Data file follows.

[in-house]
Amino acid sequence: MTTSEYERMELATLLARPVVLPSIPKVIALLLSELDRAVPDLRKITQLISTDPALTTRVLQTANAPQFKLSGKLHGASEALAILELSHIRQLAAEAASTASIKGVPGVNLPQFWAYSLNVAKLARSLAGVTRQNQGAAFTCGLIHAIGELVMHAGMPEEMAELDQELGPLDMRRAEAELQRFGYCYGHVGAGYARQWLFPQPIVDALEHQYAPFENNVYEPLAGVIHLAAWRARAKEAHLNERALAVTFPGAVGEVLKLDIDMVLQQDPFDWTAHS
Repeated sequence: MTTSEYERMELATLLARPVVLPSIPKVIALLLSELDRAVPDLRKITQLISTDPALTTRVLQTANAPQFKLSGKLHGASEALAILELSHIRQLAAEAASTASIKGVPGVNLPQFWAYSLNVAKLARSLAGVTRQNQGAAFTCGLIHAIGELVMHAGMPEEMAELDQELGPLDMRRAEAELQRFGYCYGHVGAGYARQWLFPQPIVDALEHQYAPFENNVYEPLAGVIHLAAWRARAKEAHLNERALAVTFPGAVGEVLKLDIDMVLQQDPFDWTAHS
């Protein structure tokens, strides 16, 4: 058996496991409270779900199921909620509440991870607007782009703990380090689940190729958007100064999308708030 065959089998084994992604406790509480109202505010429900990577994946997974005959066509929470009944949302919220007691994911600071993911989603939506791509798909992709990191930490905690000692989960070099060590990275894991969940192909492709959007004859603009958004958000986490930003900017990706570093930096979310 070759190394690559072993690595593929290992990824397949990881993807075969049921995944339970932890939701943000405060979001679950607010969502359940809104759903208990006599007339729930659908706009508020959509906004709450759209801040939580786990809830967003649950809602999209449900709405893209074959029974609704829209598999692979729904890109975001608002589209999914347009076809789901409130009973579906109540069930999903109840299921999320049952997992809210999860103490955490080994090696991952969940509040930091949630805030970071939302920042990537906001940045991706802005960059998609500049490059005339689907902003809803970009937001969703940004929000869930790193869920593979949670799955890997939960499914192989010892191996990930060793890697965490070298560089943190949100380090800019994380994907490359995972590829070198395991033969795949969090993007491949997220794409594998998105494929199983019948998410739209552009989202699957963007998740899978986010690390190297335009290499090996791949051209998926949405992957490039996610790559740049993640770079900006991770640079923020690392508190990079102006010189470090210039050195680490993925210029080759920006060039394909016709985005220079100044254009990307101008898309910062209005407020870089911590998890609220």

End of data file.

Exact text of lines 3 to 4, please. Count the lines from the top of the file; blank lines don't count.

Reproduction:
Repeated sequence: MTTSEYERMELATLLARPVVLPSIPKVIALLLSELDRAVPDLRKITQLISTDPALTTRVLQTANAPQFKLSGKLHGASEALAILELSHIRQLAAEAASTASIKGVPGVNLPQFWAYSLNVAKLARSLAGVTRQNQGAAFTCGLIHAIGELVMHAGMPEEMAELDQELGPLDMRRAEAELQRFGYCYGHVGAGYARQWLFPQPIVDALEHQYAPFENNVYEPLAGVIHLAAWRARAKEAHLNERALAVTFPGAVGEVLKLDIDMVLQQDPFDWTAHS
């Protein structure tokens, strides 16, 4: 058996496991409270779900199921909620509440991870607007782009703990380090689940190729958007100064999308708030 065959089998084994992604406790509480109202505010429900990577994946997974005959066509929470009944949302919220007691994911600071993911989603939506791509798909992709990191930490905690000692989960070099060590990275894991969940192909492709959007004859603009958004958000986490930003900017990706570093930096979310 070759190394690559072993690595593929290992990824397949990881993807075969049921995944339970932890939701943000405060979001679950607010969502359940809104759903208990006599007339729930659908706009508020959509906004709450759209801040939580786990809830967003649950809602999209449900709405893209074959029974609704829209598999692979729904890109975001608002589209999914347009076809789901409130009973579906109540069930999903109840299921999320049952997992809210999860103490955490080994090696991952969940509040930091949630805030970071939302920042990537906001940045991706802005960059998609500049490059005339689907902003809803970009937001969703940004929000869930790193869920593979949670799955890997939960499914192989010892191996990930060793890697965490070298560089943190949100380090800019994380994907490359995972590829070198395991033969795949969090993007491949997220794409594998998105494929199983019948998410739209552009989202699957963007998740899978986010690390190297335009290499090996791949051209998926949405992957490039996610790559740049993640770079900006991770640079923020690392508190990079102006010189470090210039050195680490993925210029080759920006060039394909016709985005220079100044254009990307101008898309910062209005407020870089911590998890609220």